Film Scouts Diaries

1998 Cannes Film Festival Diaries
Cannes Diary #2: First Impressions

by David Sterritt

A critic I know described "La Vendedora de Rosas" ("The Rose Seller") as "Los Olvidados" meets "Kids," and I can't improve on that, although I liked the movie better than my colleague did. Victor Gaviria has explored this territory before&emdash;his previous picture, "Rodrigo D, No Future," was strikingly similar in subject and tone&emdash;but this time he does a better job of making his characters fully rounded figures in psychological as well as sociopolitical terms. They're a group of deplorably underprivileged Colombian youngsters who've fled their homes for one sad reason or another (abusive mom, apathetic dad, etc.) and now live in the streets and shacks of Medallin, where the main difference between one group and another seems to be that older boys tend toward gangbanger violence while younger girls sell flowers and/or sex to finance the glue-sniffing that's the recreation of choice for just about everyone.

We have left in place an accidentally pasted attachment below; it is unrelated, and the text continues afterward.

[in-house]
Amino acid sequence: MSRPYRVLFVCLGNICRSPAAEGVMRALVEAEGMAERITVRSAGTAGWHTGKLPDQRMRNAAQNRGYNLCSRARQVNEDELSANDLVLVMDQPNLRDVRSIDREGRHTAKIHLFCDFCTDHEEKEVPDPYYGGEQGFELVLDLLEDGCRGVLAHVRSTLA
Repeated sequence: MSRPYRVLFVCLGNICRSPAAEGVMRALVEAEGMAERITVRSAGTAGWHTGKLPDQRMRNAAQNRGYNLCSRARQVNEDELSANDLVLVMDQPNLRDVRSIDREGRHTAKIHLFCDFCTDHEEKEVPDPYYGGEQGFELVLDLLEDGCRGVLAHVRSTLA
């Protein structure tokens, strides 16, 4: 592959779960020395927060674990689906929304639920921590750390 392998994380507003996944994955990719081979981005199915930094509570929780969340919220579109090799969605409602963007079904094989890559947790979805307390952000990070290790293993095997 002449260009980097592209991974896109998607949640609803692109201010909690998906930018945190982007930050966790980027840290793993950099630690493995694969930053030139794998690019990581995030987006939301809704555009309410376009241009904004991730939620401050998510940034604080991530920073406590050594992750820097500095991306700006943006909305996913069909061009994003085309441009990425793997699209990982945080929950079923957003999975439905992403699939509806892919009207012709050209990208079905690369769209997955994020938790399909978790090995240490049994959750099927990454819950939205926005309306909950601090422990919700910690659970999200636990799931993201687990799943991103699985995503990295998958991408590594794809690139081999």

What makes this sorry community worth visiting is the edgy energy of Gaviria's filmmaking, which telegraphs the relentlessly destablized nature of the characters' lives through constant camera movement accompanied by a steady underdrone of pop music and occasional swoops into a sort of magic realism sparked by a glue-addled girl's hallucinatory fantasy of a better life. The picture rarely gets inside the hearts of its mostly miserable population as deeply as it should, but what it conveys of their surroundings and activities is as vivid as it is disturbing.

Patrice Chereau's new drama, "Ceux qui m'aiment prendront le train" ("Those Who Love Me Can Take the Train)," focuses on a more limited community: an extended family gathered for a funeral that prompts a variety of old memories and new experiences, many of them pegged to offbeat sexual combinations and proclivities. There's as much energy here as in any film of the festival so far, but while the picture is as technically proficient as anyone could wish, there's no sense of real connection with the characters or their emotionally complicated situations. Chereau never runs short of sound and fury&emdash;his bodice-ripping "Queen Margot" proved that once and for all&emdash;and he can craft a resonant image when he wants to, as in a haunting shot of the great Jean-Louis Trintignant sitting gaunt and withdrawn in one of the movie's rare moments of stillness. In the end, though, there's less going on here than all the fuss and bother would lead one to expect.

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